BRADFORD, Pa. -- Probably no University of Pittsburgh at Bradford alumnus is better
known within the Pitt-Bradford community than Dr. Larry "Rock 'n' Roll!"
Schardt, known for a trademark shock of 1970s-style white hair and mustache and
energetic cries of "Rock 'n' Roll!" at alumni events, has cemented his place in
Pitt-Bradford lore with the establishment of the Dr. Larry "Rock 'n' Roll!!!"
The "Rock 'n' Roll!!!" Scholarship was one of the last created through a
match from the Agnes L. and Lewis Lyle Scholarship Challenge.
"I'd like to help young people have the ability to go to school," said
Schardt, who attended Pitt-Bradford from 1972-74, before it was a four-year institution.
"I was blessed to be given a huge break when I went to college."
In fact, he had never even really thought about going to college, until he stumbled
upon the right group of people.
The oldest of eight children, Schardt helped his mom support his family by working as a
paper boy, a stock boy, babysitting, cutting grass, shoveling snow and just about any
other odd job to help keep his family afloat. He gave every penny to his mother to help
with his younger siblings.
When his mom went to work on Sunday evenings, Schardt would leave the house and head to
Mount Lebanon Park, where he found a church group that met in the park for potluck
dinners. The church, called the No Church Church, didn't own a building. Its members
believed in using their money to help people and the community instead of spending the
money on a building.
"They kind of adopted me," Schardt said. "I was a really wayward kid. I
was always into the whole hippy thing of love and peace and especially kindness."
When it came time for Schardt to think about graduation, members of the No Church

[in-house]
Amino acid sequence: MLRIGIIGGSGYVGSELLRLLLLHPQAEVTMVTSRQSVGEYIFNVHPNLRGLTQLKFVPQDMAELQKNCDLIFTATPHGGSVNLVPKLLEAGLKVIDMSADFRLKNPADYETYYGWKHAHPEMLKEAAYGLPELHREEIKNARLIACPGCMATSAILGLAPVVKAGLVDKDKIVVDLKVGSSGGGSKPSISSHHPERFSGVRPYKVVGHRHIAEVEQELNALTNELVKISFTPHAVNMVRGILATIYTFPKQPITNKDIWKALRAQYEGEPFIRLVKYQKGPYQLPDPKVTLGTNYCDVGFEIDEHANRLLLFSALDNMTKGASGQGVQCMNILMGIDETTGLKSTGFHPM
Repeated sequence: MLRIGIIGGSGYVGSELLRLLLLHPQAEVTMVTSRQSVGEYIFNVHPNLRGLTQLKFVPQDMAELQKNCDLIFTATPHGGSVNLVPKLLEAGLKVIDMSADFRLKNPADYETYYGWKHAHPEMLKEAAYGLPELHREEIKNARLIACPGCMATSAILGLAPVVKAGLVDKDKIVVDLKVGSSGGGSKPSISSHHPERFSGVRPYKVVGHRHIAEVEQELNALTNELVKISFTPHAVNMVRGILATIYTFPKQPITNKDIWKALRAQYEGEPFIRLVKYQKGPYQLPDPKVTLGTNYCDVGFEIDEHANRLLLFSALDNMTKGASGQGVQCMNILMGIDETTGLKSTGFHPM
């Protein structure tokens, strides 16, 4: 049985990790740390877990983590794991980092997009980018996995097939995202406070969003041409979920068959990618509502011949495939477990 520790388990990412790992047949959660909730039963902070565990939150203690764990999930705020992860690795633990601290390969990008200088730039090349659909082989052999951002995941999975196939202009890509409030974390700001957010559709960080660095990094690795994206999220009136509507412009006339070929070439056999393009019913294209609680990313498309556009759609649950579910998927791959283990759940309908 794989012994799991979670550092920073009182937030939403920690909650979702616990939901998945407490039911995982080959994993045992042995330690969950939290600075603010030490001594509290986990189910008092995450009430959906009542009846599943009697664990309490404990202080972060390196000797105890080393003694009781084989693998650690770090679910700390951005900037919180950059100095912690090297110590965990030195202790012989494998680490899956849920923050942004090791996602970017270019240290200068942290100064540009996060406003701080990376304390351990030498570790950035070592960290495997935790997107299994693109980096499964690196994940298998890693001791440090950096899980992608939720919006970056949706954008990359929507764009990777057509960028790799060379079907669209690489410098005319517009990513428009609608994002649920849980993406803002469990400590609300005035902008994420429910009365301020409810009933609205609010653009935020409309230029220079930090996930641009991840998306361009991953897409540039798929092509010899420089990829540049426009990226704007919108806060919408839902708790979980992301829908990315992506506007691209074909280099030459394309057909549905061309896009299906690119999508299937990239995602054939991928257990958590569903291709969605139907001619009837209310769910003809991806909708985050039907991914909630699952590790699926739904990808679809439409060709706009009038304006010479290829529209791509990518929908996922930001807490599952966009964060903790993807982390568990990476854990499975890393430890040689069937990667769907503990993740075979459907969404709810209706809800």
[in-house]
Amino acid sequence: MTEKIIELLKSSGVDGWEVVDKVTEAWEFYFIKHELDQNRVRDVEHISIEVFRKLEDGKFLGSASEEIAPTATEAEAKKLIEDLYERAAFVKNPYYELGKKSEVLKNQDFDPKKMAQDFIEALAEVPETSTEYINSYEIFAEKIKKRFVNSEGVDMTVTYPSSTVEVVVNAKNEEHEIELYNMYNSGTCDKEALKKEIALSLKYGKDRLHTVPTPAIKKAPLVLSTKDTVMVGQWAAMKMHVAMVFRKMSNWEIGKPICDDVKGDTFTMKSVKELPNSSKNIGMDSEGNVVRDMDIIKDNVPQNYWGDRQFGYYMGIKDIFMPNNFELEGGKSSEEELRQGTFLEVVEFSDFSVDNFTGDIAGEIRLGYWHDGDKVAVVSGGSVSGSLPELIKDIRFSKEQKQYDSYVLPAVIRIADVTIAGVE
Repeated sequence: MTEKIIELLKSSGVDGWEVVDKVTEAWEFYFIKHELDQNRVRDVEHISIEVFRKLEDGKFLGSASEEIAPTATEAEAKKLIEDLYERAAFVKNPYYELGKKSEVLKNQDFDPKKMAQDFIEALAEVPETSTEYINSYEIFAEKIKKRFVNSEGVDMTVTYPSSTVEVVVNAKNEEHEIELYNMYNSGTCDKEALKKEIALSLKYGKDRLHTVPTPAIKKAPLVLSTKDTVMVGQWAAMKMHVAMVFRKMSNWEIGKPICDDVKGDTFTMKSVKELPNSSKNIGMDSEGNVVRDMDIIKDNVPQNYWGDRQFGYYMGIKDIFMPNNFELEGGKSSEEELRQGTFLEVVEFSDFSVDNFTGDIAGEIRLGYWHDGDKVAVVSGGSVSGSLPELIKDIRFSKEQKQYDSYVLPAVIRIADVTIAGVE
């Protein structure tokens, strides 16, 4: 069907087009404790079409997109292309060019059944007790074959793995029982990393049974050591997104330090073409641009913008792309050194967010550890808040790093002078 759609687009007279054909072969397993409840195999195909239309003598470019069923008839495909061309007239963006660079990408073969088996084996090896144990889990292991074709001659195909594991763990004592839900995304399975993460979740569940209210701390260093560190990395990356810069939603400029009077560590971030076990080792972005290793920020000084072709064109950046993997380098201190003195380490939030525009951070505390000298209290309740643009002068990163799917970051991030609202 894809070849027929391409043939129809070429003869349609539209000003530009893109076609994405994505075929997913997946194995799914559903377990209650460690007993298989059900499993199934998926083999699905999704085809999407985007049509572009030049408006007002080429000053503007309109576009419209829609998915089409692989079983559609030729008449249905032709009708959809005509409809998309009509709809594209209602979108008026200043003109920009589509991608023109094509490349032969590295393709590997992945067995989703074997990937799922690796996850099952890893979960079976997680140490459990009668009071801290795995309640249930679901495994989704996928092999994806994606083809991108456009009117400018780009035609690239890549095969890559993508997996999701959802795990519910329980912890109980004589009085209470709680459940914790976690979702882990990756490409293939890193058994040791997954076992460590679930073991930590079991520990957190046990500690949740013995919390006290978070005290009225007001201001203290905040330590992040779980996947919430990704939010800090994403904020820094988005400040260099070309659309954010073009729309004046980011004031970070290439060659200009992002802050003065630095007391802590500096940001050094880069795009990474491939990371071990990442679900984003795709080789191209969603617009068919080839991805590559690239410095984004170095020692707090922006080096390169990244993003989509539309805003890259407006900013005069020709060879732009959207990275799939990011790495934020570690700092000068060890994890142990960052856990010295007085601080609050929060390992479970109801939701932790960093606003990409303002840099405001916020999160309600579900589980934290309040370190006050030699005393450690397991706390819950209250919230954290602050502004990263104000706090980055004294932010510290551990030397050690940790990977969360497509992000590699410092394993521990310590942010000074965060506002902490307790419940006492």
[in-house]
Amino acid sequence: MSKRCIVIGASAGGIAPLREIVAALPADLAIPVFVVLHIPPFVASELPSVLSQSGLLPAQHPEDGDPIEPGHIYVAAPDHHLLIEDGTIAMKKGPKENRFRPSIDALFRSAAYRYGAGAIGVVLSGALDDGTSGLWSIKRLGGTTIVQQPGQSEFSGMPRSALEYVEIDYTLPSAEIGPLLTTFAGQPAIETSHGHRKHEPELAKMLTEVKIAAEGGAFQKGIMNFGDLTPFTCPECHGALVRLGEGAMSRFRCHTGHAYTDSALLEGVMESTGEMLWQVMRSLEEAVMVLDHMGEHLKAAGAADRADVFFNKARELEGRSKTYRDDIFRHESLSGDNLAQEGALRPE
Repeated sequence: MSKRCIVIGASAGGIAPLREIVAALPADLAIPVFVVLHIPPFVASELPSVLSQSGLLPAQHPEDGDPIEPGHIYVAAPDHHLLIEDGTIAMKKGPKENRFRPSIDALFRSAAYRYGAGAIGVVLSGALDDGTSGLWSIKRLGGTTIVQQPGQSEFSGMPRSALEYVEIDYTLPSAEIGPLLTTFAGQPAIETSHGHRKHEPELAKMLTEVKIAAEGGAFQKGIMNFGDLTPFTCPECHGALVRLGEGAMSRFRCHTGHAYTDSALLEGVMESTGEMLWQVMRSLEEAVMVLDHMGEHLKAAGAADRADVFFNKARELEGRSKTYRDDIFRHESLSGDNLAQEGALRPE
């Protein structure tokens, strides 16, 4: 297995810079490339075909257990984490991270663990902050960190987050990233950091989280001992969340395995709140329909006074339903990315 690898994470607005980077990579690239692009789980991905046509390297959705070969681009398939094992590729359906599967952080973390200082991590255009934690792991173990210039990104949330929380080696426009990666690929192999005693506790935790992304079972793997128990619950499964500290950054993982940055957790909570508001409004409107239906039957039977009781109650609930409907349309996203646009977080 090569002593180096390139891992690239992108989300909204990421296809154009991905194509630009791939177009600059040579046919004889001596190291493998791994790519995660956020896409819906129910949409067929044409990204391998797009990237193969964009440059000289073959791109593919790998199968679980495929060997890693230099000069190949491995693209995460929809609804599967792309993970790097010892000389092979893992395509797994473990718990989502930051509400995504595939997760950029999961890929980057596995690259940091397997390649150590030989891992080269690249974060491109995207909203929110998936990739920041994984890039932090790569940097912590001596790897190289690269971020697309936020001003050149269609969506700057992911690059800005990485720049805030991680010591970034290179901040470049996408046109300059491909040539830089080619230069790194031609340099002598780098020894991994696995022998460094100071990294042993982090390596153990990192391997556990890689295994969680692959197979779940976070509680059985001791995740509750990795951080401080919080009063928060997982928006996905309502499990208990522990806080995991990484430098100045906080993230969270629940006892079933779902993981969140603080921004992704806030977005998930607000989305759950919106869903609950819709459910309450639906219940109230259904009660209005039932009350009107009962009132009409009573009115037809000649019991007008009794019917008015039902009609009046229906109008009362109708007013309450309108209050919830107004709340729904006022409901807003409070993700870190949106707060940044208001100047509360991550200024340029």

Church encouraged him to go to college and even sat with him as he filled out the
application to Pitt-Bradford. Then they helped significantly with Schardt's tuition, room
and board. He left Pitt-Bradford in 1974 and worked on a garbage truck for a couple of
years in order to help his mother before heading to Penn State to finish his bachelor's
degree in forestry.
Eventually, he earned a master's degree and doctorate in education. He recently retired
from the Natural Resources Conservation Service, a central Pennsylvania organization
dedicated to helping communities through creative partnerships in arts, culture and
Now he's trying to give back in a number of ways, including his new scholarship.
Schardt will also be sharing his expertise this fall with students at Pitt-Bradford, where
he'll be teaching a class about community and conservation.
"Pitt-Bradford occupies a huge part of my heart and soul," he said. "I
was not an angel when I was in school there. I got in a little bit of trouble. I want to
give back to the university because the people there believed in me and gave me confidence
when I didn't have confidence in myself."
For more information on establishing a scholarship at Pitt-Bradford, contact Jill
Ballard, executive director of institutional advancement at